I’m no Fr. Al Kimel, Ochlophobist, or Michael Liccione. I do not have degrees in philosophy or theology. So, I hope everyone can forgive me if my exploration of these topics does not reach the level of some other internet considerations.

I am a regular person who, through God’s grace began to see the value of historical Christianity. I was looking for stability (though at the time, I didn’t have that realization). Orthodoxy seemed to provide the answer for that search. It was ancient, constant, and beautiful.

Yet for some reason (grace?), the animosity for the papacy that had been fomented in my soul began to erode. I can’t pinpoint the moment. Perhaps it was the months I spent following (and sometimes participating in) the discussions at Pontifications. Or maybe it was my own research, which had led me to some fairly confusing facts. Much of it certainly had to do with Pope John Paul II – especially his interest in the East and his desire for reconciliation. There did not seem to be a reciprocation of his sentiment from EO quarters.

For brevity, let me list a couple of historical facts which became stumbling blocks on my way to Orthodoxy. First is the Acacian Schism (484-519). This schism is a very interesting period of history. It gives us a glimpse into the emerging cracks in East-West unity, and how the Popes of this era viewed themselves and their prerogatives. Go here for more on the schism. Let me give an example of the type of language used by Pope Hormisdas in his formula for reconciliation, which should be read from the perspective of those Eastern bishops who were urged to assent:

The first condition of salvation is to keep the norm of the true faith and in no way to deviate from the established doctrine of the Fathers. For it is impossible that the words of our Lord Jesus Christ, who said, “Thou art Peter, and upon this rock I will build my Church,” [Matthew 16:18], should not be verified. And their truth has been proved by the course of history, for in the Apostolic See the Catholic religion has always been kept unsullied. From this hope and faith we by no means desire to be separated . . . .

Following, as we have said before, the Apostolic See in all things and proclaiming all its decisions, we endorse and approve all the letters which Pope St Leo wrote concerning the Christian religion. And so I hope I may deserve to be associated with you in the one communion which the Apostolic See proclaims, in which the whole, true, and perfect security of the Christian religion resides. I promise that from now on those who are separated from the communion of the Catholic Church, that is, who are not in agreement with the Apostolic See, will not have their names read during the sacred mysteries. But if I attempt even the least deviation from my profession, I admit that, according to my own declaration, I am an accomplice to those whom I have condemned. I have signed this, my profession, with my own hand, and I have directed it to you, Hormisdas, the holy and venerable pope of Rome.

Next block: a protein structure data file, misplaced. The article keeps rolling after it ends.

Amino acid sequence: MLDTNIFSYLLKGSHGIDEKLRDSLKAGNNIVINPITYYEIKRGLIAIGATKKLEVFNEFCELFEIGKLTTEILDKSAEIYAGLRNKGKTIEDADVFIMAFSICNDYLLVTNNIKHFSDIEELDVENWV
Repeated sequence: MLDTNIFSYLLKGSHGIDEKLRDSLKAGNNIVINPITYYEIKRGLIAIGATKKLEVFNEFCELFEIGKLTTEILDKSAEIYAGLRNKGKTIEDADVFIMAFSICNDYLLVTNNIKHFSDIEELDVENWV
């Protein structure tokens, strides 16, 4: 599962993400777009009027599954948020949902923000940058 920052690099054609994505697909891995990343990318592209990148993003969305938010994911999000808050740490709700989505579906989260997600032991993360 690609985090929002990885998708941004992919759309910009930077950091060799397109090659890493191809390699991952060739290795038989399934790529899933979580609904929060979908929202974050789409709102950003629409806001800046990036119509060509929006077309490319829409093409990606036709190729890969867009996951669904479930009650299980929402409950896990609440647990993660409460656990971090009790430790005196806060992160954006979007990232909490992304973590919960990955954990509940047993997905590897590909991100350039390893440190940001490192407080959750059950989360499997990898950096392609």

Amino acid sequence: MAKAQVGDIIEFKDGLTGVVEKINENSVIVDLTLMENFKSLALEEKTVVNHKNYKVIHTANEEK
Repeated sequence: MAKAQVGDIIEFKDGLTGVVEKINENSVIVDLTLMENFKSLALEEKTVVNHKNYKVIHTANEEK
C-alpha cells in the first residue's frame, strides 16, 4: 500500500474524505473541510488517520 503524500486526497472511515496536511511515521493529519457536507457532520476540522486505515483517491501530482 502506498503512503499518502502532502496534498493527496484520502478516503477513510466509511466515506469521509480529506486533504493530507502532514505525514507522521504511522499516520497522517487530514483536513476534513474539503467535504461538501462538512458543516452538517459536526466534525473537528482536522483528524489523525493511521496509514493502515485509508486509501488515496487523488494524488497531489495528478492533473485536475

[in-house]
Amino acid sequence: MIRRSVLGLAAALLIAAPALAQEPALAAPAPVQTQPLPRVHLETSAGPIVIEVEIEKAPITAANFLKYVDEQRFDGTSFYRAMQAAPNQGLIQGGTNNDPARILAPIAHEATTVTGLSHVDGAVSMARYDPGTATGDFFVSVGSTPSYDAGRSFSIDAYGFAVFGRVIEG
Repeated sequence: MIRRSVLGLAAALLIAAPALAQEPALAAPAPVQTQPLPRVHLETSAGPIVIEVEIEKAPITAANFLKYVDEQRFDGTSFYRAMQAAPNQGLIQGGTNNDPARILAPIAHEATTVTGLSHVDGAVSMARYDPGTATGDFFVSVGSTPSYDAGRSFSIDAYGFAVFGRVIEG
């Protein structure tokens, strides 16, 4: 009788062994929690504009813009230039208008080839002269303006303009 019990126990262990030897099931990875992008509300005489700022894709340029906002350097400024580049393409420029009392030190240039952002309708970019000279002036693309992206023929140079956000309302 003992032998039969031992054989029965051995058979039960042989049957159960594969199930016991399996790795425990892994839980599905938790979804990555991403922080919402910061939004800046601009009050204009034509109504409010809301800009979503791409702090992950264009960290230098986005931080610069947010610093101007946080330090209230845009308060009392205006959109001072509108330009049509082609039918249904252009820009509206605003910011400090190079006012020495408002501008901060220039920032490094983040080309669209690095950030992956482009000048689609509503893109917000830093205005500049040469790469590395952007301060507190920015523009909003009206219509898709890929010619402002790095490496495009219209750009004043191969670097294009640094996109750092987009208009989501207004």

I would encourage anyone to read the link provided above which gives a more detailed account of the schism.

Along with this incident in history, another (a bit later) also gave me pause. It too involved heresies in the East (a common theme throughout history), and the mediation of St. Maximos the Confessor. It seems that many in the East were already uncomfortable with the language expressed by the West in describing the eternal procession of the Holy Spirit. St. Maximos came to the defense of Rome. I will bypass (for now) his particular defense of the Western understanding, and produce a quote which I found very telling.

I was afraid of being thought to transgress the holy laws, if I were to do this [write this letter to Peter] without knowing the will of the most holy see of Apostolic men, who lead aright the whole plenitude of the Catholic Church, and rule it with order according to the divine law . . . . If the Roman See recognizes Pyrrhus to be not only a reprobate but a heretic, it is certainly plain that everyone who anathematizes those who have rejected Pyrrhus also anathematizes the See of Rome, that is, he anathematizes the Catholic Church. I need hardly add that he excommunicates himself also, if indeed he is in communion with the Roman See and the Catholic Church of God . . . . Let him hasten before all things to satisfy the Roman See, for if it is satisfied, all will agree in calling him pious and orthodox. For he only speaks in vain who . . . does not satisfy and implore the blessed Pope of the most holy Catholic Church of the Romans, that is, the Apostolic See, which is from the incarnate of the Son of God Himself, and also [from] all the holy synods, according to the holy canons and definitions, has received universal and supreme dominion, authority, and power of binding and loosing over all the holy churches of God throughout the whole world — for with it the Word who is above the celestial powers binds and looses in heaven also. For if he thinks he must satisfy others, and fails to implore the most blessed Roman pope, he is acting like a man who, when accused of murder or some other crime, does not hasten to prove his innocence to the judge appointed by the law, but only uselessly and without profit does his best to demonstrate his innocence to private individuals, who have no power to acquit him. (Maximos, letter to the patrician Peter, ca. AD 642)

I don’t have the space to list the number of similar incidents and quotes from the pre-schism years. The period where the Roman See was “merely first among equals.” I will simply leave it at this – all was not as Orthodox anti-Westernism would have me believe.